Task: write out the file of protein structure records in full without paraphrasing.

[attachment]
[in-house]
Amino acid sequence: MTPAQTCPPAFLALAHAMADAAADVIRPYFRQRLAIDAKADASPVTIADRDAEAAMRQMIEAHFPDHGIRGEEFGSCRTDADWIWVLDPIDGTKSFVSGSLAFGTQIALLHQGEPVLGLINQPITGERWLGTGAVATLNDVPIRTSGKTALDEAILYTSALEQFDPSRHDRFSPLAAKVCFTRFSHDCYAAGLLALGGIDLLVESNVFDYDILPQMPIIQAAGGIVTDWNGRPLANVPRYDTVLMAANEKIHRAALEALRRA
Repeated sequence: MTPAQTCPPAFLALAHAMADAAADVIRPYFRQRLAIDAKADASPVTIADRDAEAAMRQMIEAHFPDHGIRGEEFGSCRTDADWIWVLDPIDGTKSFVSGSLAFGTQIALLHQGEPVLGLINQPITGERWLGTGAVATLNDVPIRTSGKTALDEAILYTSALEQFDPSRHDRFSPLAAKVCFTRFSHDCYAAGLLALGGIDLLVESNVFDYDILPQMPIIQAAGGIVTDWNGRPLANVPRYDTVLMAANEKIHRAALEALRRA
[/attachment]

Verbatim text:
[in-house]
Amino acid sequence: MTPAQTCPPAFLALAHAMADAAADVIRPYFRQRLAIDAKADASPVTIADRDAEAAMRQMIEAHFPDHGIRGEEFGSCRTDADWIWVLDPIDGTKSFVSGSLAFGTQIALLHQGEPVLGLINQPITGERWLGTGAVATLNDVPIRTSGKTALDEAILYTSALEQFDPSRHDRFSPLAAKVCFTRFSHDCYAAGLLALGGIDLLVESNVFDYDILPQMPIIQAAGGIVTDWNGRPLANVPRYDTVLMAANEKIHRAALEALRRA
Repeated sequence: MTPAQTCPPAFLALAHAMADAAADVIRPYFRQRLAIDAKADASPVTIADRDAEAAMRQMIEAHFPDHGIRGEEFGSCRTDADWIWVLDPIDGTKSFVSGSLAFGTQIALLHQGEPVLGLINQPITGERWLGTGAVATLNDVPIRTSGKTALDEAILYTSALEQFDPSRHDRFSPLAAKVCFTRFSHDCYAAGLLALGGIDLLVESNVFDYDILPQMPIIQAAGGIVTDWNGRPLANVPRYDTVLMAANEKIHRAALEALRRA